Sleep Mechanisms: Part II

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Neuroanatomy and physiology of sleep and wakefulness

It was thought that wakefulness is maintained by external and internal sensory stimulation of cerebral cortex and inhibition of sensory stimulation leads to sleep.

In 1949, Moruzzi and Magoun [] dramatically changed the existing concept of wakefulness and sleep. They discovered that stimulation of reticular formation maintains wakefulness even if sensory pathways are destroyed. The reticular formation is located in the brain stem and receives inputs from the ascending tracts, which are originated from spinal cord and brain stem. These ascending tracts give branches to the reticular formation and then pass to the thalamus. After relay in the thalamus, they reach the cerebral cortex. Lesion of the reticular formation causes a comatose state while ascending sensory pathways are intact.

It was later discovered that stimulation of the posterior hypothalamus produces EEG activation, while stimulation of the anterior hypothalamus promotes sleep. The pons, midbrain tegmentum, and the thalamus comprise the ascending reticular activating system. Steriade and McCarley 1990.

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It is believed that the thalamic inhibitory mechanism is responsible for transition from wakefulness to sleep. The sleep spindles are generated in the thalamus from onset of sleep. It is thought that spindle waves block activating input from the stem reticular system to the cerebral cortex at the thalamic level and as a result initiate and maintain sleep. B.M.Evans [] 2002.

The medullar reticular system also inhibits the midbrain activating reticular formation promoting sleep. Moruzzi, Magoun [] 1949.

Neurochemistry of sleep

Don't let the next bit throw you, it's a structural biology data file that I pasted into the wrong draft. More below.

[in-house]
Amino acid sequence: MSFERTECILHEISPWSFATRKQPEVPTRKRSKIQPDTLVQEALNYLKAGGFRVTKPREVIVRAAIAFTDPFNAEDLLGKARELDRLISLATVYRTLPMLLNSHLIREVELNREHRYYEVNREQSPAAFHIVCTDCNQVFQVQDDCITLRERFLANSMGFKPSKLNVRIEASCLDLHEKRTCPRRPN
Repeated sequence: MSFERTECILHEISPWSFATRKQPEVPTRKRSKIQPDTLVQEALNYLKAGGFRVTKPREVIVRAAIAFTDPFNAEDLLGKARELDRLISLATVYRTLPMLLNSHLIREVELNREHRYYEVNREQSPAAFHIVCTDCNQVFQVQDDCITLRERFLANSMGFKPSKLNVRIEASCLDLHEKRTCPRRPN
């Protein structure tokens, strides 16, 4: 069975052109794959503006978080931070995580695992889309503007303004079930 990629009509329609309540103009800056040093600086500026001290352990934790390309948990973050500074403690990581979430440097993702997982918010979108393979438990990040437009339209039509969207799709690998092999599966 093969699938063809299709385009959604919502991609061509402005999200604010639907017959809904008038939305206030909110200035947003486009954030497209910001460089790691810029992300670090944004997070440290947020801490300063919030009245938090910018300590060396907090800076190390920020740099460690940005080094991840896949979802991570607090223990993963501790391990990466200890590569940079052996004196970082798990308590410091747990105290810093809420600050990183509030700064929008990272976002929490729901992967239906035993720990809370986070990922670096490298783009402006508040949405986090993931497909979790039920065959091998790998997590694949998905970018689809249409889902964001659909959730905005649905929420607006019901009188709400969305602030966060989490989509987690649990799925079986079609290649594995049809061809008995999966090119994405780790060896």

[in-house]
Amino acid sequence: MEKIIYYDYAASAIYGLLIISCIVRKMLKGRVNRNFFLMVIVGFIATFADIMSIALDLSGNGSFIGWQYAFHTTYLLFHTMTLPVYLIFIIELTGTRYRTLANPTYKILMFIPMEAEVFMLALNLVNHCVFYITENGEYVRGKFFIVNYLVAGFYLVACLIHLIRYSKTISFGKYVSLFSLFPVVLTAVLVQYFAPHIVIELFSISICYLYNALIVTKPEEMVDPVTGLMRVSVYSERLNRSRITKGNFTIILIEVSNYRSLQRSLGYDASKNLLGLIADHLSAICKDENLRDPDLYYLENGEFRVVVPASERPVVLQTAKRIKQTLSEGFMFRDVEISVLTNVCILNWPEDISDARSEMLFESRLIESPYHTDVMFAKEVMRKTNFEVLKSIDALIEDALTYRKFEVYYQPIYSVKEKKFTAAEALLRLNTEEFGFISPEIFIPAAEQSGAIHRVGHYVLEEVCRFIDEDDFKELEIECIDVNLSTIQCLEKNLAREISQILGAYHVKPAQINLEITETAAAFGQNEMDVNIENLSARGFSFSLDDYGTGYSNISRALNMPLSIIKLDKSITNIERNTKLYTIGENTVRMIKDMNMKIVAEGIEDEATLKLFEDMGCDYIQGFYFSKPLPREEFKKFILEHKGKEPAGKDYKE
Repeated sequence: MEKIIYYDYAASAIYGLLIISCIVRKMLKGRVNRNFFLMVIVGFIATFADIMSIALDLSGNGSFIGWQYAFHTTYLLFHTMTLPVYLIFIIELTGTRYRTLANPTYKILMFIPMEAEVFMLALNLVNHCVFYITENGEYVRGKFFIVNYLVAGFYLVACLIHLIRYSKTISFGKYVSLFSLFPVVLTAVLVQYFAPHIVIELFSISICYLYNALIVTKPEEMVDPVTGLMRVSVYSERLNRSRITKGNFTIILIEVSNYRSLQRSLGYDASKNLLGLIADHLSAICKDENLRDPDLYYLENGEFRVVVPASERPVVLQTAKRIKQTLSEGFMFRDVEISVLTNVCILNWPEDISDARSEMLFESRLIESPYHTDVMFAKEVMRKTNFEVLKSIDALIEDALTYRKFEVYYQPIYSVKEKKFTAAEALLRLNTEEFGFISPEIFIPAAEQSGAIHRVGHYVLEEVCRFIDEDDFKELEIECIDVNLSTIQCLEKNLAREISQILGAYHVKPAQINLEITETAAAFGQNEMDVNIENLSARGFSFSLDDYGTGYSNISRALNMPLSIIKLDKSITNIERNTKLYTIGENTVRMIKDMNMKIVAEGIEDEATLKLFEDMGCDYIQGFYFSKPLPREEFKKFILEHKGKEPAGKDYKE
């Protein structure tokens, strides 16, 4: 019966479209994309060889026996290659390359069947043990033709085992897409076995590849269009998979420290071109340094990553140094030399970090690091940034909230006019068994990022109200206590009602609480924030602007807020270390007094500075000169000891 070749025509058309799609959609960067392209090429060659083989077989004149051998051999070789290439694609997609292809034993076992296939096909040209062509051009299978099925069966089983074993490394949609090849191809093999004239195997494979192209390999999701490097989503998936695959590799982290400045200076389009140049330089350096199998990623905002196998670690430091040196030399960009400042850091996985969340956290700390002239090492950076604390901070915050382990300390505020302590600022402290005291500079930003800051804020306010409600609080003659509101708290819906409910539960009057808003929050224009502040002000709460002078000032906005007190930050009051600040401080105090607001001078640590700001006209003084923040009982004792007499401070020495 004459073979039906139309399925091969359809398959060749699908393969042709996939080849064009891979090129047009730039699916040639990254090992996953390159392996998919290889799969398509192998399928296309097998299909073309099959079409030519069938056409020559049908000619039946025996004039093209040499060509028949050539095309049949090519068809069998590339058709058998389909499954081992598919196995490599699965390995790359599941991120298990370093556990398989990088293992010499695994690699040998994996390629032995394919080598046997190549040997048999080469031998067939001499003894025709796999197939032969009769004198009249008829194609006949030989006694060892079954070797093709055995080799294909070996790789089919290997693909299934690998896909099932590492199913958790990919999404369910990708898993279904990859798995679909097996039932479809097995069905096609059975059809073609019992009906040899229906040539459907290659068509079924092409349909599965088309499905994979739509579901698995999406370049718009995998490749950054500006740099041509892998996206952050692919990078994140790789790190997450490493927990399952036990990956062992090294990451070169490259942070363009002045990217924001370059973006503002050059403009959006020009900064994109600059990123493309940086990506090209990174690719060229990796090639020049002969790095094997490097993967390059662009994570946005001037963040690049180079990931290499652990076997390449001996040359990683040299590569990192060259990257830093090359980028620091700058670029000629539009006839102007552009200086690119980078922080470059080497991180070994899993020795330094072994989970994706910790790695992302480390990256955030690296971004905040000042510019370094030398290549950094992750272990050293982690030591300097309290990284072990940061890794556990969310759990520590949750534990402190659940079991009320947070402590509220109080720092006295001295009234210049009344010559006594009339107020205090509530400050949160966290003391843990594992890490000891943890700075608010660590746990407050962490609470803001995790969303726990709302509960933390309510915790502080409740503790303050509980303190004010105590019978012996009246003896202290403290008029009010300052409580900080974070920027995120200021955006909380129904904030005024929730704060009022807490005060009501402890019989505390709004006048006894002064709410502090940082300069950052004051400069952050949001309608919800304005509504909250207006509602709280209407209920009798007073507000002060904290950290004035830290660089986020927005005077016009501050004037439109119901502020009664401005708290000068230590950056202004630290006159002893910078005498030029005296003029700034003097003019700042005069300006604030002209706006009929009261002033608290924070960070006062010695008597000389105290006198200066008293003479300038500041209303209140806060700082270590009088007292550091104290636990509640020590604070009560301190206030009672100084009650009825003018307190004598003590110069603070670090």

Neural cell and synapses

A neural cell or neuron has many dendrites, which look like trees and serve for receiving information. One long processor - axon serves for output information. The body of neural cell and its dendrites are covered with thousand of synapses.

Through these synapses, the dendrites receive messages from the other neurons. These messages can inhibit or increase neuron activity. In the latter case, the neuron may generate action potential, which spreads along the axon.

An axon terminal forms a synapse, a structure comprised of axon terminal, presynaptic membrane, synaptic cleft and a postsynaptic membrane. Please see figure 1.

Synapse and Synaptic Transmission

Figure 1. Synaptic Transmission

The synapse contains vesicles with neurotransmitter. When action potential reaches the axon terminal, its membrane becomes permeable to Ca++ ions. Ca++ ions flow inside the terminal and cause vesicles to move to the presynaptic membrane and release a transmitter in the synaptic cleft. The transmitter molecules passively spread in the synaptic cleft and reach the postsynaptic membrane receptors. The transmitter binds to receptors and changes the potential of the postsynaptic membrane. The message is transferred to the next neuron.